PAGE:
Human Aging: Applied Theory
This course provides an opportunity for student to synthesize biological, psychological, sociological and humanistic perspectives of aging and apply it in real-world and relevant scenarios. Additionally, new theoretical models and tools will be introduced to aid student in thinking about and reflecting on the aging process.
Human Aging: Interprofessional Practice, Communication and Older Adults
Students will learn about terminology and common derogatory communication patterns that present in discussion with or about older adults. Students will also learn how to apply the skills necessary to find, engage and participate in interdisciplinary and community collaboration in the areas of research, policy, provision of supports, services and other opportunities.
Human Aging: Spectrum of Supportive Services and Structures
This course focuses on learning about and understanding the existing spectrum of healthcare and supportive services for older adults. Current challenges and opportunities will be discussed along with ideation around improvements and innovations in this space.
Human Aging: Local and Global Challenges
This course focuses on interdependence and inter-vulnerability shared by all humans with a special emphasis on the implications of these concepts for older adults. Additionally, opportunities to interact with, learn about and compare aging challenges around the world with local issues and opportunities will be explored.
Human Aging: Across Disciplines
This survey course introduces students to the challenges and opportunities of improving the lives of older adults throughout multiple disciplines. Students will gain a holistic view of the many ways a life-course can be impacted and how interdisciplinary work is critical for change.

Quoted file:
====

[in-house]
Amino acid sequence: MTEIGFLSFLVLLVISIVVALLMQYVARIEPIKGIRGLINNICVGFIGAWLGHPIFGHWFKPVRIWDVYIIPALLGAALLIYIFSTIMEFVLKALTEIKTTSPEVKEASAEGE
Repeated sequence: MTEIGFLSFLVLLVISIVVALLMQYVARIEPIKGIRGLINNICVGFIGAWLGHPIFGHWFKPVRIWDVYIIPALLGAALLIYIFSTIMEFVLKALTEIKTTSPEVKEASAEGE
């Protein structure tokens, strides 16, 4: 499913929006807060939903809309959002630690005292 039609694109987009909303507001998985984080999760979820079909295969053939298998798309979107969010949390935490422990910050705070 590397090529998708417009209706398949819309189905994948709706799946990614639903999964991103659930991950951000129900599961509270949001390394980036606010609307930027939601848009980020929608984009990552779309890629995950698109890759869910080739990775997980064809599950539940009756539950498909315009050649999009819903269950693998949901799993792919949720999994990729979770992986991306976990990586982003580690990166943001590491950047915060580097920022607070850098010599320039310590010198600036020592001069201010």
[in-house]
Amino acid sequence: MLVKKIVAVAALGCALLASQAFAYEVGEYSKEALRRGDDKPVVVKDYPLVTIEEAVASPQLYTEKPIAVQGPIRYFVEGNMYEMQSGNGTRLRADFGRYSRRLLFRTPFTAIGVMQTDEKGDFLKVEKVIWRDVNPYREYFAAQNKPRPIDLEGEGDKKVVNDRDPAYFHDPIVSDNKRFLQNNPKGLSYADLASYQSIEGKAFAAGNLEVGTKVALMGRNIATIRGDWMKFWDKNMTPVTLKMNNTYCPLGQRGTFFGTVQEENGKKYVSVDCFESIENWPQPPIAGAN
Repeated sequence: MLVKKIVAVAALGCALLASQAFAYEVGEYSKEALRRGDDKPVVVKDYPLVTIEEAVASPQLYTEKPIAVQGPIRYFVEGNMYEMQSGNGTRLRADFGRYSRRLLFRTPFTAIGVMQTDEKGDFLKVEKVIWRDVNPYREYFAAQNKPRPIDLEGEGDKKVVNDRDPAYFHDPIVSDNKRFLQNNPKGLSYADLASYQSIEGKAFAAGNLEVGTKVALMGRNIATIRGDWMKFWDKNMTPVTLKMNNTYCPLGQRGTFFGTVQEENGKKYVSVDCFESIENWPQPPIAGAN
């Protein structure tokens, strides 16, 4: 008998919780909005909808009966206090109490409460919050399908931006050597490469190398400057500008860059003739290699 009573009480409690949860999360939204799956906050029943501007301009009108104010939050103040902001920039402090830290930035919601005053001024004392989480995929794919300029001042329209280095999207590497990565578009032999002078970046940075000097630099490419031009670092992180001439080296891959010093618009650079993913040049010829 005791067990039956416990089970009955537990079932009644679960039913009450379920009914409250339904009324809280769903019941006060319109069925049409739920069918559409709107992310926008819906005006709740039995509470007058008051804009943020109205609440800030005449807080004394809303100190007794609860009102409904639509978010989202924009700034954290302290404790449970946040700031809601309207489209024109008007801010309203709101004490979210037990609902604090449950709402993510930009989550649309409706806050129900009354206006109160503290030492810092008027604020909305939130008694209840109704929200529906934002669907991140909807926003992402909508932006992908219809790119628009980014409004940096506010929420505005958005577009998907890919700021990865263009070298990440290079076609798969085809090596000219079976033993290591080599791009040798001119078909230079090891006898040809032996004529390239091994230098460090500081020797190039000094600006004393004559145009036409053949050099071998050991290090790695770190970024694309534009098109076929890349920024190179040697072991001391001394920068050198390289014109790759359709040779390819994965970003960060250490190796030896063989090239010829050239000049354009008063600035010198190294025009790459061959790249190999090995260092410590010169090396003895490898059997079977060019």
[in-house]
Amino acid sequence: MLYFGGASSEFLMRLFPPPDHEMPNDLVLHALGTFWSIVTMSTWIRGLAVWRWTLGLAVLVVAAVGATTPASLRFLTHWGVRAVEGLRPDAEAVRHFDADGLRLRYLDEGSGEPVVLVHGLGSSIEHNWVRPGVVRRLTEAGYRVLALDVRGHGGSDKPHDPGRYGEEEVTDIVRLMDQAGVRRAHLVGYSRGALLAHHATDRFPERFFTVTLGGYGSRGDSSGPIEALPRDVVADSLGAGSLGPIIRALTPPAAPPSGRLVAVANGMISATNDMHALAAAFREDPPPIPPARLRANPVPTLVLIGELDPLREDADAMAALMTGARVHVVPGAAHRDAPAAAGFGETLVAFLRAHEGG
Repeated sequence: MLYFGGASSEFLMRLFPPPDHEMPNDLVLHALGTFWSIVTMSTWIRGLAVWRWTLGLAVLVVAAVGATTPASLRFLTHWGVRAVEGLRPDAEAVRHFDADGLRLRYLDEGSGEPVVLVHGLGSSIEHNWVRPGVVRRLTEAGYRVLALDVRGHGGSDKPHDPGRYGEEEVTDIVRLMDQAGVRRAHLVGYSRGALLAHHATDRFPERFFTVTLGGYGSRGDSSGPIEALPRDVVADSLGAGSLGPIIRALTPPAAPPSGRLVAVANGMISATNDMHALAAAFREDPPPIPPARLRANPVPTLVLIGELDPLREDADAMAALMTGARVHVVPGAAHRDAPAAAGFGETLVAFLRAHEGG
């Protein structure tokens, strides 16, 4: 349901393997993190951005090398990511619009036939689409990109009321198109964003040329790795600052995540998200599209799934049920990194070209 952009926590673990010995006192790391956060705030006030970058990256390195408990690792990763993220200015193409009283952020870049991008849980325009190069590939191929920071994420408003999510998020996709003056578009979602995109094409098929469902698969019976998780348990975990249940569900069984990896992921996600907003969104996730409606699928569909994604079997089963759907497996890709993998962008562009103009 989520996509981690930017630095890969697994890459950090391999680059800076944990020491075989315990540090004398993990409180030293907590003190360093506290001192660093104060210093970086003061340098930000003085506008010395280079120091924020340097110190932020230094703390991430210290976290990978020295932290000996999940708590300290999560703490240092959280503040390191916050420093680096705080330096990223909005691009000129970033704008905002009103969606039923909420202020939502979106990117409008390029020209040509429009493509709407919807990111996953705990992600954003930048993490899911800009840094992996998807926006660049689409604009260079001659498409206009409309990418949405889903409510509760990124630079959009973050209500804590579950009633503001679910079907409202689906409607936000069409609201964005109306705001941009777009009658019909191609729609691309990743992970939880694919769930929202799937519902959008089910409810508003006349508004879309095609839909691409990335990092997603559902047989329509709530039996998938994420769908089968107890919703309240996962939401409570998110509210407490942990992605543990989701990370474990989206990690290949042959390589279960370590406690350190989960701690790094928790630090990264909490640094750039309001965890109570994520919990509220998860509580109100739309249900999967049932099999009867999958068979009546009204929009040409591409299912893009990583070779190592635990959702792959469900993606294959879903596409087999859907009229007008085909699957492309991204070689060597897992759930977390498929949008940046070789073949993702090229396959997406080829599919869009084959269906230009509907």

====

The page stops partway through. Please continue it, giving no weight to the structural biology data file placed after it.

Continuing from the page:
Human Aging: Current Trends in Tech & Innovations
From the anti-aging movement to the use of “smart” technologies for monitoring the behavior and function of older adults, a plethora of new information bombards older adults, their caregivers and their care providers. This course will provide an overview of the array of innovations being researched from the perspectives of those involved in the development.
Human Aging: Applying Aging Innovations
This capstone course focuses on investigating, planning and presenting of a real-world and relevant aging opportunity or problem of interest to the student.
Eligibility & Application Requirements
In order to be eligible to apply, you must have the following.*
- Either the receipt of a U.S. Bachelors degree from a regionally accredited university/college or a final degree awarded from a comparable institute of higher education as evaluated under the University of Arizona Graduate College policies, or have been granted graduate status.
- A minimum grade point average of 2.75 on a 4.00 scale (to be awarded the program certificate, students must achieve at least a 3.0 graduate GPA).
A GRE score is not required. No prior knowledge in Aging/Gerontology/Medicine is required.
*International students are subject to different, country-specific minimum degree and English proficiency requirements. You can learn more here.
Dates & Deadlines
Fall 2021 Admissions
- Priority Deadline: June 15, 2021
- Applications Close: July 15, 2021
- Offers of Admission Extended: Rolling Basis
- Classes Start: August 23, 2021
Apply now through the graduate college